State-owned bank a step closer after Ramaphosa signs Postbank Amendment Act

A state-owned bank will herald a bank geared towards ordinary consumers, especially the poor and marginalised, says Cosatu. Photo: Damaris Helwig

A state-owned bank will herald a bank geared towards ordinary consumers, especially the poor and marginalised, says Cosatu. Photo: Damaris Helwig

Published Feb 19, 2024


PRESIDENT Cyril Ramaphosa’s signing of the South African Postbank Amendment Act into law will target ordinary consumers amid high expectations that it will foster greater financial inclusion than the banking system currently provides.

The Treasury says financial inclusion refers to a state in which all individuals and small, medium and micro enterprises (SMMEs) have access to and can effectively use a range of quality products and services provided by the regulated financial sector.

In the context of South Africa, this includes reaching those segments of society who are historically excluded from the formal financial sector as well as those who underutilise financial products and services.

At an individual and household level, financial inclusion is a necessary component towards reducing inequality and improving the quality of life of low-income earners, the Treasury says.

Ramaphosa signed the South African Postbank Amendment Act into law last week, paving the way for the separation of the Post Office and the banking entity.

The South African Postbank has now become a standalone financial institution that is expected to apply for a banking licence from the South African Reserve Bank (SARB).

“If it is ever going to be a fully licensed state bank, then that is a process that will start after 19 February where the now standalone Postbank will have to apply for a banking licence from the SARB and have to meet the strict requirements associated with licensing conditions for a bank,” independent analyst Khaya Sithole said in an interview with radio station Kaya FM 95.9.

He said it was important for the Postbank to be separated from the South African Post Office “because it cannot have the Post Office as its anchor shareholder”.

The process to separate the two has taken two years. Ramaphosa’s signing of the law to this effect was also “confirmation of an administrative procedure to detach the two institutions that essentially were in a ‘very toxic’ alliance.”

The existing structure of South African banks was also causing frustrations, Sithole added.

Ratings agency Moody’s has already projected that South African banks will struggle with non-performing loans this year. This is likely to lead to stricter lending criteria, with many consumers shut out from accessing financing facilities that are key in boosting the South African economy.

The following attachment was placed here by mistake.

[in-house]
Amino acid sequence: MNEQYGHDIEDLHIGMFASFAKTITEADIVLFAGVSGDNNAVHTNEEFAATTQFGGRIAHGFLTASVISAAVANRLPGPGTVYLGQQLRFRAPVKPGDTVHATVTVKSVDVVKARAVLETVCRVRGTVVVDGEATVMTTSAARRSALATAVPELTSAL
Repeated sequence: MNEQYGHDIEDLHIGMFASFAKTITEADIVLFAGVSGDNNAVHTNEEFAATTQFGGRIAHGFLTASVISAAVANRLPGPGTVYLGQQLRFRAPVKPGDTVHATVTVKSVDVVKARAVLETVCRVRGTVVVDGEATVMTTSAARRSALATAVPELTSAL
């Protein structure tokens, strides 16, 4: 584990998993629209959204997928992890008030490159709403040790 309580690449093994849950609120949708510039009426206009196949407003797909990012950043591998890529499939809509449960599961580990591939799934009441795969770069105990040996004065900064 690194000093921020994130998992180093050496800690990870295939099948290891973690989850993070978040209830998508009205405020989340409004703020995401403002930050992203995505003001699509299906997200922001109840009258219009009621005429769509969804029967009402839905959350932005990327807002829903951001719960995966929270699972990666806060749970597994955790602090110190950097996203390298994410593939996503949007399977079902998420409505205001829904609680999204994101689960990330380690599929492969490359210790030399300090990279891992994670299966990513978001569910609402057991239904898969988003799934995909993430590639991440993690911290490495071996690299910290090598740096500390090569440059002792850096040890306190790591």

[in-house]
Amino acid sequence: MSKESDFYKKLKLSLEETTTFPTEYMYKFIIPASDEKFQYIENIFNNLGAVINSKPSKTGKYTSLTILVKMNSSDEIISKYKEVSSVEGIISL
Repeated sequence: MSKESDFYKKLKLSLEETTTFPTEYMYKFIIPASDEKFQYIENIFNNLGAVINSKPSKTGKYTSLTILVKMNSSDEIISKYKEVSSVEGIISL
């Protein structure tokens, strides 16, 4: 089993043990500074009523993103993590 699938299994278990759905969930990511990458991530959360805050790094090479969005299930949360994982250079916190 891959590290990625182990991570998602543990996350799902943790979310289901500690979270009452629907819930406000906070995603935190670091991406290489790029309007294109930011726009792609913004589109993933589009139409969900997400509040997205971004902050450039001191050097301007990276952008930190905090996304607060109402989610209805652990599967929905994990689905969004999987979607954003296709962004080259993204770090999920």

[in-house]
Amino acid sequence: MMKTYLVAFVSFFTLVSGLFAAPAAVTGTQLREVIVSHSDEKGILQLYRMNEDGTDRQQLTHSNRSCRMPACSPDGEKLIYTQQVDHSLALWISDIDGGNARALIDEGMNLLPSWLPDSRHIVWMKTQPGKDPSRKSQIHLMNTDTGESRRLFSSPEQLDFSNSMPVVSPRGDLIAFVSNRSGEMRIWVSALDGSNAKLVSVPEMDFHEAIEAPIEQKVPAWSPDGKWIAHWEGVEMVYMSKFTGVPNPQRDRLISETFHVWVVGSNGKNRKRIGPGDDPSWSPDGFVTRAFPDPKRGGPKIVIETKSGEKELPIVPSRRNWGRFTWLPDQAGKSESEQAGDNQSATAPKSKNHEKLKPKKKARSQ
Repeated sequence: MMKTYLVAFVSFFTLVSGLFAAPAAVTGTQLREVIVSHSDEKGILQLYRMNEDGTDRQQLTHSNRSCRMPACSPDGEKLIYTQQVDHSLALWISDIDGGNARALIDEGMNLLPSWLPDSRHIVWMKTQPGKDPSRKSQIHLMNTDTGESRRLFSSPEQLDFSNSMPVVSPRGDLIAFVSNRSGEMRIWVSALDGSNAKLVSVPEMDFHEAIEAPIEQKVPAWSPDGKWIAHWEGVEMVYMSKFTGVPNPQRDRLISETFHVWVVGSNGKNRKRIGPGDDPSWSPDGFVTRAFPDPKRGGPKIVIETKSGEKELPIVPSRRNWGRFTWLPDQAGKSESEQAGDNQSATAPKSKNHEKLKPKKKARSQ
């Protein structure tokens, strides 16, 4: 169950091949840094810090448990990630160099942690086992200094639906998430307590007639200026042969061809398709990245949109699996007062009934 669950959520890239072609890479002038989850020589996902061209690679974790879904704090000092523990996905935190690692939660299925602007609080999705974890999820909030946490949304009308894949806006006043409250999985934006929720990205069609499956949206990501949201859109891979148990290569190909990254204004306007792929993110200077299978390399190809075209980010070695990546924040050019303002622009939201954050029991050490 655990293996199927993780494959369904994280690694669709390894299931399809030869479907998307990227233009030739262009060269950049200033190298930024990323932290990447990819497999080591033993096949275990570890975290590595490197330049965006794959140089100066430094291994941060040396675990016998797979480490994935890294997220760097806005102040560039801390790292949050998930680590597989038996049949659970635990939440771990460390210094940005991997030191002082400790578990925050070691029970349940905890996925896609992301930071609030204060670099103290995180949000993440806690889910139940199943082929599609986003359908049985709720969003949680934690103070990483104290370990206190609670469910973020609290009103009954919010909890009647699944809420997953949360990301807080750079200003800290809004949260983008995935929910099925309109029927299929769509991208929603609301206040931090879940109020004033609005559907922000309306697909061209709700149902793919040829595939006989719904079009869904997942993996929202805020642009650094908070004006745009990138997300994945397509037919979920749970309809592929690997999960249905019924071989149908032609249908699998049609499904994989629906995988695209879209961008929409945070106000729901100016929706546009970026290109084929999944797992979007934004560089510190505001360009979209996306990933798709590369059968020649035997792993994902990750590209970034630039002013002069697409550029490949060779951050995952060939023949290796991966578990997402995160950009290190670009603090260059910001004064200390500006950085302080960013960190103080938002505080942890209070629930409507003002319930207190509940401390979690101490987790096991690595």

The Confederation of South African Trade Unions (Cosatu) on Friday described South Africa’s banking and financial services sector as characterised by “anti-competitive and monopolistic behaviour” as well as “a tendency to milk consumers with excessive bank charges, exploit banking workers with slave wages”.

Many of the current and large South African finance institutions were also ambivalent to “supporting job creation and local investments” as well as offering support for local procurement.

Cosatu spokesperson Matthew Parks said the groundwork laid for the South African Postbank to apply for a licence and commence operations as a state-owned bank would herald a “bank geared towards ordinary consumers”, especially the poor and marginalised.

“Many workers, the poor, the elderly, persons living with disabilities, those living in informal and rural areas and other vulnerable persons have long been sidelined by mainstream commercial banks, leaving them unable or struggling to access banking and financial services,” said Parks.

Onyi Nwaneri, a spokesperson for youth and SME development and capacitation organisation Tikka Africa, said South African small-scale enterprises would also be likely to benefit from the state-owned bank.

Cosatu said the mapping of a pathway towards a fully fledged and standalone Postbank would also provide impetus for the Post Office, which was in urgent need of revival.

The Treasury provided R2.4 billion for the Post Office in the 2023/24 Budget, but Cosatu argues that this needs to be “accompanied by a clear turnaround plan that can ensure that the Post Office can be stabilised, re-pivoted and set on a sustainable” path.

“The Postbank, with its symbiotic relationship with the Post Office, will help to re-pivot, stabilise and grow the Post Office and ensure disadvantaged communities can once again access and rely upon its services. This is critical if it is to be able to enter the banking and financial services sectors.”

Cosatu has called on the government to speedily provide the South African Postbank with much-needed recapitalisation as well as the appointment of competent management to run the eventual standalone bank.